What is analysis anyway?

Right now, I am reading Elizabeth and Hazel: Two Women of Little Rock by David Margolis, The Capture of the Earl of Glencrae by Stephanie Laurens, and The Charterhouse of Parma by Stendhal.  As I have time, I’ll post about these books and any others I pick up.  I am not certain that I will finish Charterhouse.  120 pages in, I still hate all the characters, and I don’t really care what happens to them.  I am reading Elizabeth and Hazel for a book club at work, and I am really enjoying it.  Glencrae is pure fun–not much to analyze about it, per se, but self-analysis is possible regardless of the quality of the stimulus–but fluffy books of its ilk give me blessed relief from my ever-churning thoughts.

There are a lot of very good book review blogs out there, but reviews aren’t precisely what I’m going for with this blog.  My starting perspective is that everything that we experience in our lives changes us in some often ineffable way so that, every day we have the opportunity to get to know ourselves, to incorporate these changes and figure out where they leave us.  I have this horror of waking up one morning, looking in the mirror, and seeing a stranger.  It is so easy to allow habit and mental laziness to work their magic on our lives, to slip into mental somnolence until we no longer know our own minds.  It is easy to hide things from ourselves, to fool ourselves into believing that we are better than we are.  I am absolutely terrified by the very real possibility that I could, one day, be a stranger to myself.  As I mentioned earlier, I’m quite neurotic!

Analysis, then, is my means of making sure that I never get away from myself.  And, since I spend an awful lot of time reading every day, a good deal of my analysis is directed at what I’m reading: what I think about it, how it changes or challenges my beliefs, how it might be changing me.  So this isn’t really a review blog, although I will doubtless give my opinion of what I’m reading.  What I am interested in is having a record of my thoughts and, if possible, entering into a dialogue with others about those thoughts so that I can move forward with the ones that make sense and have a certain universal (ish) applicability and reject those thoughts that don’t.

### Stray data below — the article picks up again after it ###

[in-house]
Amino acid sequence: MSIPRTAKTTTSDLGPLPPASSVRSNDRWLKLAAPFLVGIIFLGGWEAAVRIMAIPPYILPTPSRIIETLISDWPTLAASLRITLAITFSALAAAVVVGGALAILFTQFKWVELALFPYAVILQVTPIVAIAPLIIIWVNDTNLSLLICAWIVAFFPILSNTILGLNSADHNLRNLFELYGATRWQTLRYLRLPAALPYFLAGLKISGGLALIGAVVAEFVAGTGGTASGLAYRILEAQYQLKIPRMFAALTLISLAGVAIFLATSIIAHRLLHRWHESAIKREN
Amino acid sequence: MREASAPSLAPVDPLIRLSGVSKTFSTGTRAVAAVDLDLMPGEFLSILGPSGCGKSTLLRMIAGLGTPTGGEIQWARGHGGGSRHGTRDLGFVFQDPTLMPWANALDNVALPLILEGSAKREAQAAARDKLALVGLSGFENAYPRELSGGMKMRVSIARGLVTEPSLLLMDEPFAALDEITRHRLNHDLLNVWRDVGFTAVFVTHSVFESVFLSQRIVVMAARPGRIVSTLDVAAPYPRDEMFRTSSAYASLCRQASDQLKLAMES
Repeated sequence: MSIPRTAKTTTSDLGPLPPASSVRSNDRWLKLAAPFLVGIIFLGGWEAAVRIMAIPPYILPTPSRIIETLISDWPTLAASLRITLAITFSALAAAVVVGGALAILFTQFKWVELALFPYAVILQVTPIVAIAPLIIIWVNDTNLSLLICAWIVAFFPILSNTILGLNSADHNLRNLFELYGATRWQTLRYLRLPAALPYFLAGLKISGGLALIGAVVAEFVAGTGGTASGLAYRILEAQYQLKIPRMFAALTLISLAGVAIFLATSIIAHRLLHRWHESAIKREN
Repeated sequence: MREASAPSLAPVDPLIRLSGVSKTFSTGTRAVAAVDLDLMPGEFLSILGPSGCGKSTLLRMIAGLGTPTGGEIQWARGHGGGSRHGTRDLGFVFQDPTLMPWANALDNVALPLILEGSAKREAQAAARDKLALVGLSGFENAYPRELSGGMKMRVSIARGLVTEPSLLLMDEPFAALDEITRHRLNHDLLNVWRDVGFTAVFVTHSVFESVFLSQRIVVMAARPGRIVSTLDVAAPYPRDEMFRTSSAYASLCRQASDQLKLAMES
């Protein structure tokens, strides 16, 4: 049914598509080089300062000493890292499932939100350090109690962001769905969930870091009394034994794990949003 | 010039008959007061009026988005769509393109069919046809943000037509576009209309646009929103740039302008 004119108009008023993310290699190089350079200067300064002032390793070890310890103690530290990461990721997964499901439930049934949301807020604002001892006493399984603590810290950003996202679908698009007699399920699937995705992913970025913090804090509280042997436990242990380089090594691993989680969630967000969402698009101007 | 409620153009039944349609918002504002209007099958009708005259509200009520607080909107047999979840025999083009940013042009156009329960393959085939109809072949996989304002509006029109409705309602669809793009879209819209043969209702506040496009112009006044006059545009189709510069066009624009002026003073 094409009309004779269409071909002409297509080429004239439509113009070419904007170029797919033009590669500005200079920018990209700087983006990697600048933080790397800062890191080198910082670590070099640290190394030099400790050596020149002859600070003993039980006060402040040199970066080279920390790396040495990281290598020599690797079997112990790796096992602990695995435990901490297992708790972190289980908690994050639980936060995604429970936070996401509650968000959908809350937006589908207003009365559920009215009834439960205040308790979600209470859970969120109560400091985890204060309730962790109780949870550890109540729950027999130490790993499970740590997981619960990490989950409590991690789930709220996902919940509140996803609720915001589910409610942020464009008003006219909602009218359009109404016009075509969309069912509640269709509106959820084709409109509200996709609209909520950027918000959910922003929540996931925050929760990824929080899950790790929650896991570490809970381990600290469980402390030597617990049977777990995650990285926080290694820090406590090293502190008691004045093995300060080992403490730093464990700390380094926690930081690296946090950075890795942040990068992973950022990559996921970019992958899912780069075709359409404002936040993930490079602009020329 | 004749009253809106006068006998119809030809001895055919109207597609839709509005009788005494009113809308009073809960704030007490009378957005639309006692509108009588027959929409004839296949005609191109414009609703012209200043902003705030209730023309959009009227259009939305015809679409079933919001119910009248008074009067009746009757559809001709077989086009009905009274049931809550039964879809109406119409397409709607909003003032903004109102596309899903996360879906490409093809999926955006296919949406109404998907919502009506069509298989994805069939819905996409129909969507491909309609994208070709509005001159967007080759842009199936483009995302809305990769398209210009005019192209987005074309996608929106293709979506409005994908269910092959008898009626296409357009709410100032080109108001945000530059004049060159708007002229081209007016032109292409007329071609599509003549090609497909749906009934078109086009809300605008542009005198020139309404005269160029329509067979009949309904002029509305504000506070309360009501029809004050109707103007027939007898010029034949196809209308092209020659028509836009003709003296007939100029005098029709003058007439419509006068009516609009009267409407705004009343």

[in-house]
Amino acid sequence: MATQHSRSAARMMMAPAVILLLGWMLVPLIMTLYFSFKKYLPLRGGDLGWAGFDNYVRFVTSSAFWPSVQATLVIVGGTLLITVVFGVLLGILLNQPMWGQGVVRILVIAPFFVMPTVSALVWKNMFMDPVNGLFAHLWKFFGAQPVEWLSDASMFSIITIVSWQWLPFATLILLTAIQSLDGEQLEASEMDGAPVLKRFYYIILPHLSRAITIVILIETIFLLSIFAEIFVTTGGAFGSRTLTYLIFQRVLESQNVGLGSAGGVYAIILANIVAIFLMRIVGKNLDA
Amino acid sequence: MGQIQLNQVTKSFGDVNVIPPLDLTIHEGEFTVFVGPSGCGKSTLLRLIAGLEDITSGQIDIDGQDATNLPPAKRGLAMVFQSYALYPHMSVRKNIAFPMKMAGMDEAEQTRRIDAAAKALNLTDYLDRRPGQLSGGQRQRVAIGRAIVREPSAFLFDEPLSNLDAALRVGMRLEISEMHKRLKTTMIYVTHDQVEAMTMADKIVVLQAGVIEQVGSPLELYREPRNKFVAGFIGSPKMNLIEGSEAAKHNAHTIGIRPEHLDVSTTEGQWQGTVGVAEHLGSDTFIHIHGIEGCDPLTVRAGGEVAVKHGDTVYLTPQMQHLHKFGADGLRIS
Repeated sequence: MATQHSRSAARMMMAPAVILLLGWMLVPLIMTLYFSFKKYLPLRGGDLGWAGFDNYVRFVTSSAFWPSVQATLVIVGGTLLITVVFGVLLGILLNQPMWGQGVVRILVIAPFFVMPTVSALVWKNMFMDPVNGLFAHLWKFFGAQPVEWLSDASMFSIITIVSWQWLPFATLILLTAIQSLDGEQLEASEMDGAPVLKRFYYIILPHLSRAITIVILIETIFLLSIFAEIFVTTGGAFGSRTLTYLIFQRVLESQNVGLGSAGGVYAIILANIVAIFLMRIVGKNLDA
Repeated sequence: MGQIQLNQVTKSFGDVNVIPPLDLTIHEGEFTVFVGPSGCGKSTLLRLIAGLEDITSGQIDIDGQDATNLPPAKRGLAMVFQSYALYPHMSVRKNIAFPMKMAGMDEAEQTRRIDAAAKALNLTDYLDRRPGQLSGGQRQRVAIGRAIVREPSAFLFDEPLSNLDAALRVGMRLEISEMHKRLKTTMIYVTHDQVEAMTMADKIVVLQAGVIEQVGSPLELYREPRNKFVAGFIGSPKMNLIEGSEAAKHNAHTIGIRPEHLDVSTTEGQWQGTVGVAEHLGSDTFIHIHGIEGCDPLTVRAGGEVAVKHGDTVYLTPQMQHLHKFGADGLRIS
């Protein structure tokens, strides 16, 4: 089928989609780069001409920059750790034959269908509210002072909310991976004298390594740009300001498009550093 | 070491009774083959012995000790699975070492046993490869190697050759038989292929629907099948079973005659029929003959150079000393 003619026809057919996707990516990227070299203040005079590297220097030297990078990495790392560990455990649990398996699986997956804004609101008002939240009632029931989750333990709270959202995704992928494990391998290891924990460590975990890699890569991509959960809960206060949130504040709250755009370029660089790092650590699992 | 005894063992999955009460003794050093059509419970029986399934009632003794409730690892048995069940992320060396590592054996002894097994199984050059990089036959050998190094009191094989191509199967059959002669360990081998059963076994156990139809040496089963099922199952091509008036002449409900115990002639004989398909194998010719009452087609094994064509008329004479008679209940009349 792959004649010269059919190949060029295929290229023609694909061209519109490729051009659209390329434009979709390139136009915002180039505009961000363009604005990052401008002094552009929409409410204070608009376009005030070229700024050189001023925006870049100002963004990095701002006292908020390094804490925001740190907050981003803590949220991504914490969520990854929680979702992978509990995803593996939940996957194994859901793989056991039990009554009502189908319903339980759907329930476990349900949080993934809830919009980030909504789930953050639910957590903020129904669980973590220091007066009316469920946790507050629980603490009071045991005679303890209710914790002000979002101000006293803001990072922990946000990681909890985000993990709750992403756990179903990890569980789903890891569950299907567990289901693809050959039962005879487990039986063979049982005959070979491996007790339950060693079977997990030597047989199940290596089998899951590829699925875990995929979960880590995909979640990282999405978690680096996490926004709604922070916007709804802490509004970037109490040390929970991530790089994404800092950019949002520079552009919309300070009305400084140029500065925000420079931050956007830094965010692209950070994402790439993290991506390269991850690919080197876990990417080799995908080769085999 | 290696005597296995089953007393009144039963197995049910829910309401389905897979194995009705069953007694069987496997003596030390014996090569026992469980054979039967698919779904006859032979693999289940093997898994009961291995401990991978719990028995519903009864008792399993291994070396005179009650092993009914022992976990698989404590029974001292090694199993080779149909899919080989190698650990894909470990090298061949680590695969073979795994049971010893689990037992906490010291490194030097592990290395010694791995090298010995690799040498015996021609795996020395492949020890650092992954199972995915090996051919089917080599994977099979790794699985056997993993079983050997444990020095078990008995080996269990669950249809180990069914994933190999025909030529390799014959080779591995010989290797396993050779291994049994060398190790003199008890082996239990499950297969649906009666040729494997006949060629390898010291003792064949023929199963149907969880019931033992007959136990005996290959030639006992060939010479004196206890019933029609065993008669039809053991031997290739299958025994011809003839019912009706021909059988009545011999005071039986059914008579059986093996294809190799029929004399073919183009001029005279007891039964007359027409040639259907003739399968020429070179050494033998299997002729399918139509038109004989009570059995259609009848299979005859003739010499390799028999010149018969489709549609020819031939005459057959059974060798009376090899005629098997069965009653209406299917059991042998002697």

Abrupt subject change: I made a wonderful and dangerous discovery a few months ago at work: there is an automatic espresso machine on campus that doles out free custom-made cappuccinos (or lattes or americanos) all day long.  In addition to the three cups of brewed coffee that I had this morning, I have had three of those lovely cappuccinos, the last of them with an added shot.  It is wonderful to have no real limit on the amount of caffeine I consume, now that I am no longer pregnant or nursing.

It’s a dangerous business, going out your front door…

Usually, when I start a project, I want to have a clear idea of what it’s going to be.  In the present case, I don’t, but perhaps that lack of a preset expectation on my part will enable something organic, something creative, to occur.  I need a project to focus my mental energies and take some of those energies away from the neurotic meanderings of my mind, but I am yet unsure what sort of project will accomplish this goal without feeding further neurosis.  I will have to see what develops and whether I have the stick-to-it-ive-ness, as my sister would say, to keep it going.

My initial notion of this blog is based on a quote that was displayed prominently above the chalkboard in my eighth grade language arts class.

 “Reading without reflecting is like eating without digesting.” – Edmund Burke.

Until today, I never knew it was a quote–my recollections from that class, now eighteen years past, are not perfect–but Google does not lie.  Mrs. Thomas, the teacher, had created a banner using stencils and colorful construction paper, and the quote certainly had pride of place at the front of the room.  I have always remembered the quote as “Reading without analyzing is like eating without digesting.”  Perhaps my substitution of “analyzing” for “reflecting” is indicative of my rather more active manner of thinking about anything that crosses my path.  When “reflecting,” one can recline in a leather wing chair and, with eyes unfocused, saunter along clearly set out mental pathways.  “Analyzing,” by contrast, conjures a certain twitchiness, a mental tangle that needs to be worked out.  One does not analyze in repose.  Or, at least, I do not.

Like many neurotics, I tend to analyze everything, including everything I read.  The trouble I run into is that I generally do not have anyone to talk to about the things that I read.  I don’t know anyone who has taste like mine, who has read what I’ve read and would be willing to talk about it.  All that analysis without an outlet leads to a whole lot of crazy–thoughts that never get out of my head, context that no one else can understand because they’ve never heard it.  Enter this blog!